That Mr Griffin suggests the commanding officers were as much at fault as the grunts is significant. Who gave the order to shoot in Haditha? Who is ultimately responsible for Abu Ghraib? Who decides whether or not to investigate the numerous illegal incidents we never hear about? Who insists that America and Britain fail to count Iraqi dead? Last week the US ambassador to Baghdad, Zalmay Khalilzad, said the violence at Haditha did not reflect American policy, goals or values. But talk of bad apples sounds increasingly rotten. Regular atrocities cannot be dismissed as “isolated incidents”.
Some of the most notorious war crimes in Iraq have gone unpunished. We all remember the widely publicised film in which an American soldier “finishes off” a wounded Iraqi in Fallujah. The CBS cameraman was lucid in his testimony, but no action has been taken. Why not? Who has been called to account for the 2004 bombing of a desert wedding party, which killed 45 people?
The organisation Human Rights Watch last year released a report into torture of suspects by troops of the 82nd Airborne division stationed near Fallujah between 2003 and 2004. Two sergeants and a captain describe routine, brutal beatings of prisoners. One had his leg broken by a baseball bat, others had chemicals daubed on their skin and eyes. The soldiers say such treatments was specifically ordered by military intelligence and their senior officers knew about it, further undermining the Bush administration’s insistence that Abu Ghraib was the work of a few errant underlings.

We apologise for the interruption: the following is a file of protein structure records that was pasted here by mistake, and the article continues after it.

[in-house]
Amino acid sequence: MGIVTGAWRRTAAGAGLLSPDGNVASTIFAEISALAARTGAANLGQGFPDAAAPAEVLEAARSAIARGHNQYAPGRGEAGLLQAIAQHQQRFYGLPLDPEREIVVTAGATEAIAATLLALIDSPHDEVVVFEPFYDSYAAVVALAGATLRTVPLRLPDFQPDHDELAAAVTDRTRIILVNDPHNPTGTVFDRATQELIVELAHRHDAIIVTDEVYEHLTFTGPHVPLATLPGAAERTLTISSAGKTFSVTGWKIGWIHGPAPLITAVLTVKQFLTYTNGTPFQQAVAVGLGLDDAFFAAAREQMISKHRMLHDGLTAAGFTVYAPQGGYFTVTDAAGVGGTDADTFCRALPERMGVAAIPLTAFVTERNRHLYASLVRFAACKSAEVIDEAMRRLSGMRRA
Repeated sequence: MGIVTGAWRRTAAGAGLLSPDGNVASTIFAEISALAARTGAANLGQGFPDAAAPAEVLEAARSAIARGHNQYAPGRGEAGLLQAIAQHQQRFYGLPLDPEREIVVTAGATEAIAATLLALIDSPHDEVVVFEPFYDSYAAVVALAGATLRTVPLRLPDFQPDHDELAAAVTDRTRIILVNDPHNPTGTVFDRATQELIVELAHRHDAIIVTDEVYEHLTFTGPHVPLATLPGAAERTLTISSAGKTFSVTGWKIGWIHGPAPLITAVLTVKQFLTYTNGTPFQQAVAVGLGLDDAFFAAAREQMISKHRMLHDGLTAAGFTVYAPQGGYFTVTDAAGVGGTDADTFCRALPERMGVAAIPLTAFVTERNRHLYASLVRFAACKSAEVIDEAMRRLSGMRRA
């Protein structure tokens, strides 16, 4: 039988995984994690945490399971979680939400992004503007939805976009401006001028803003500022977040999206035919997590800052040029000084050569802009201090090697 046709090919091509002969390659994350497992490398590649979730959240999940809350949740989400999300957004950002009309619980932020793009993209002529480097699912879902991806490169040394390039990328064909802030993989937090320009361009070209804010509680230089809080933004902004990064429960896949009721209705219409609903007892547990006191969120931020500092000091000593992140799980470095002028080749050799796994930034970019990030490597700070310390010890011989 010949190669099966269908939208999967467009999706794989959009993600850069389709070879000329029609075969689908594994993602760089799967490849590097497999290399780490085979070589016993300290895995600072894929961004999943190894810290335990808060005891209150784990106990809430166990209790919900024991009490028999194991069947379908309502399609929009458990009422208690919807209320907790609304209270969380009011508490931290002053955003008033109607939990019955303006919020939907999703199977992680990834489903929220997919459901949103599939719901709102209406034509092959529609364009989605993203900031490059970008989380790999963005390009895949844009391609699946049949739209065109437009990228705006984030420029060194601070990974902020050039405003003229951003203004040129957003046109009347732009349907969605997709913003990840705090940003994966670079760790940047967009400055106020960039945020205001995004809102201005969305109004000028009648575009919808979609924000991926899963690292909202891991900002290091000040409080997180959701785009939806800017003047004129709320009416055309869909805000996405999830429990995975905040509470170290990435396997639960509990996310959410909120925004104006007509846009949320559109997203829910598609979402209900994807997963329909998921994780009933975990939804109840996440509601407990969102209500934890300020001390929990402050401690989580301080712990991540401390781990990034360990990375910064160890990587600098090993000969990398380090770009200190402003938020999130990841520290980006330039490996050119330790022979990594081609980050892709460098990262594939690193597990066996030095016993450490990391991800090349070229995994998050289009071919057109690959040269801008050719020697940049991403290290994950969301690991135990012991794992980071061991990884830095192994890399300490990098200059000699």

Has anyone learned from mistakes in Iraq? The 1000 British deserters appear the only people taking any positive action to end the violence. Instead of steady improvement, there is escalation of bad behaviour among the occupying troops. The explanation is obvious. Miscreants just get worse when left unchecked. When those in charge fail to show moral leadership, encourage abuse and feed prejudice…the war is lost..